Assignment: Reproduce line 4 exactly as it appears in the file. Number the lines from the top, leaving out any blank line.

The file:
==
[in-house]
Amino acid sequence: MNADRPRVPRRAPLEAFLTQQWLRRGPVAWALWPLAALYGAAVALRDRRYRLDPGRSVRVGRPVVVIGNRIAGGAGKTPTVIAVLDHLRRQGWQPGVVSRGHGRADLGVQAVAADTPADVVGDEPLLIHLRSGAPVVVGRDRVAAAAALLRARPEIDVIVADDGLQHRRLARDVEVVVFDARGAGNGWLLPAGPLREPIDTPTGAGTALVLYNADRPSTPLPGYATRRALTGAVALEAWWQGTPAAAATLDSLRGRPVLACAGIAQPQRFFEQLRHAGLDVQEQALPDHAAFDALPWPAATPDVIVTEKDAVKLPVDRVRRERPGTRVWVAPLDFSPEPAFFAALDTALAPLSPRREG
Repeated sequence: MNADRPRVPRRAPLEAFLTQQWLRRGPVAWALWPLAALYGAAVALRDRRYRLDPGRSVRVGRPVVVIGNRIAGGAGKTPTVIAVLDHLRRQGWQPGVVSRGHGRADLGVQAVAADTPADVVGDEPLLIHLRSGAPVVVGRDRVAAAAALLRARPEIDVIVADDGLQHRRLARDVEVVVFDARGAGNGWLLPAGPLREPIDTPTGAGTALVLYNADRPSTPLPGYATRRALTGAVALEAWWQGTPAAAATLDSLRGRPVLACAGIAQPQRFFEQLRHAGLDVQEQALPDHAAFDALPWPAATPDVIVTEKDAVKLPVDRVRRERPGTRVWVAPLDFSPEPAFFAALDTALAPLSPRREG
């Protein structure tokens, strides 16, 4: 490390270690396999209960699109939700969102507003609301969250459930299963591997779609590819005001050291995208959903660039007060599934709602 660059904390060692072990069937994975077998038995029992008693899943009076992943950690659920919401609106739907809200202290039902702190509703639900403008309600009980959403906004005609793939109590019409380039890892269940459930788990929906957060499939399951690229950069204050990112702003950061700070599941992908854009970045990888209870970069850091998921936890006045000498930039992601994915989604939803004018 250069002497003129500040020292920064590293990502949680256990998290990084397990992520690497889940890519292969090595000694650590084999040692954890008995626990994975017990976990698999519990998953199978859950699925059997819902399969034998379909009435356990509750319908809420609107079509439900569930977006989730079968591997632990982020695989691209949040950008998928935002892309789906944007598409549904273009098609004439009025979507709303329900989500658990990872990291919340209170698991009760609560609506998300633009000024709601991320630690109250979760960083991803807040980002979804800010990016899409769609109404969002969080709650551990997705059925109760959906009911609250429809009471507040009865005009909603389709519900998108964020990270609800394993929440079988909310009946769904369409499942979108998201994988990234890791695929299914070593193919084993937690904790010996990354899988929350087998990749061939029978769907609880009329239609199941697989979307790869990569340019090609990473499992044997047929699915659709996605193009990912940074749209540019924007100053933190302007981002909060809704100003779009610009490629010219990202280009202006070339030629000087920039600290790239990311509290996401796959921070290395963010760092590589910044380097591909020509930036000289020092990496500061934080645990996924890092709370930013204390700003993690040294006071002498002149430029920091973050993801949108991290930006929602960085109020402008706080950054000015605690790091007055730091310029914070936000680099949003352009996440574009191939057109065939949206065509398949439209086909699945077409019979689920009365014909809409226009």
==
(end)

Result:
């Protein structure tokens, strides 16, 4: 490390270690396999209960699109939700969102507003609301969250459930299963591997779609590819005001050291995208959903660039007060599934709602 660059904390060692072990069937994975077998038995029992008693899943009076992943950690659920919401609106739907809200202290039902702190509703639900403008309600009980959403906004005609793939109590019409380039890892269940459930788990929906957060499939399951690229950069204050990112702003950061700070599941992908854009970045990888209870970069850091998921936890006045000498930039992601994915989604939803004018 250069002497003129500040020292920064590293990502949680256990998290990084397990992520690497889940890519292969090595000694650590084999040692954890008995626990994975017990976990698999519990998953199978859950699925059997819902399969034998379909009435356990509750319908809420609107079509439900569930977006989730079968591997632990982020695989691209949040950008998928935002892309789906944007598409549904273009098609004439009025979507709303329900989500658990990872990291919340209170698991009760609560609506998300633009000024709601991320630690109250979760960083991803807040980002979804800010990016899409769609109404969002969080709650551990997705059925109760959906009911609250429809009471507040009865005009909603389709519900998108964020990270609800394993929440079988909310009946769904369409499942979108998201994988990234890791695929299914070593193919084993937690904790010996990354899988929350087998990749061939029978769907609880009329239609199941697989979307790869990569340019090609990473499992044997047929699915659709996605193009990912940074749209540019924007100053933190302007981002909060809704100003779009610009490629010219990202280009202006070339030629000087920039600290790239990311509290996401796959921070290395963010760092590589910044380097591909020509930036000289020092990496500061934080645990996924890092709370930013204390700003993690040294006071002498002149430029920091973050993801949108991290930006929602960085109020402008706080950054000015605690790091007055730091310029914070936000680099949003352009996440574009191939057109065939949206065509398949439209086909699945077409019979689920009365014909809409226009």